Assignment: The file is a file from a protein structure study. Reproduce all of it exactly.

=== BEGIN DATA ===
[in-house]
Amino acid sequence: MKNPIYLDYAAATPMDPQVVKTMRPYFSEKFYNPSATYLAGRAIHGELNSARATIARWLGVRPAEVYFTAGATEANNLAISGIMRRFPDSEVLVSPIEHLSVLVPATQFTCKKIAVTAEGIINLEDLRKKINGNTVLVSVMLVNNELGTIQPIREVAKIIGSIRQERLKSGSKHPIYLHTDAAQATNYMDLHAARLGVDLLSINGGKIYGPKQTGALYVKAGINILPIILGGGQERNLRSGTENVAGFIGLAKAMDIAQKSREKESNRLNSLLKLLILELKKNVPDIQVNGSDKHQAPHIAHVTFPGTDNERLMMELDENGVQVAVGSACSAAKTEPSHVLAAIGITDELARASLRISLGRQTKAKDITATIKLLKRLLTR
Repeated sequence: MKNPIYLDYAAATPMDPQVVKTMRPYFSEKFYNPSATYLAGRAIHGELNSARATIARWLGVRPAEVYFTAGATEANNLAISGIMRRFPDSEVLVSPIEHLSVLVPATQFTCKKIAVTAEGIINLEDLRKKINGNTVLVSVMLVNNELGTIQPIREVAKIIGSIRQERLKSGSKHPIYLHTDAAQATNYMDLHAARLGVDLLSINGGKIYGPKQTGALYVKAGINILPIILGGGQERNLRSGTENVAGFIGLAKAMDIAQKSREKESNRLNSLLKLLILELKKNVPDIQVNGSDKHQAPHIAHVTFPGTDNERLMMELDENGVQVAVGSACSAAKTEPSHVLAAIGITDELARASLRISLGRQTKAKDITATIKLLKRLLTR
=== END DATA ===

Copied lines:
[in-house]
Amino acid sequence: MKNPIYLDYAAATPMDPQVVKTMRPYFSEKFYNPSATYLAGRAIHGELNSARATIARWLGVRPAEVYFTAGATEANNLAISGIMRRFPDSEVLVSPIEHLSVLVPATQFTCKKIAVTAEGIINLEDLRKKINGNTVLVSVMLVNNELGTIQPIREVAKIIGSIRQERLKSGSKHPIYLHTDAAQATNYMDLHAARLGVDLLSINGGKIYGPKQTGALYVKAGINILPIILGGGQERNLRSGTENVAGFIGLAKAMDIAQKSREKESNRLNSLLKLLILELKKNVPDIQVNGSDKHQAPHIAHVTFPGTDNERLMMELDENGVQVAVGSACSAAKTEPSHVLAAIGITDELARASLRISLGRQTKAKDITATIKLLKRLLTR
Repeated sequence: MKNPIYLDYAAATPMDPQVVKTMRPYFSEKFYNPSATYLAGRAIHGELNSARATIARWLGVRPAEVYFTAGATEANNLAISGIMRRFPDSEVLVSPIEHLSVLVPATQFTCKKIAVTAEGIINLEDLRKKINGNTVLVSVMLVNNELGTIQPIREVAKIIGSIRQERLKSGSKHPIYLHTDAAQATNYMDLHAARLGVDLLSINGGKIYGPKQTGALYVKAGINILPIILGGGQERNLRSGTENVAGFIGLAKAMDIAQKSREKESNRLNSLLKLLILELKKNVPDIQVNGSDKHQAPHIAHVTFPGTDNERLMMELDENGVQVAVGSACSAAKTEPSHVLAAIGITDELARASLRISLGRQTKAKDITATIKLLKRLLTR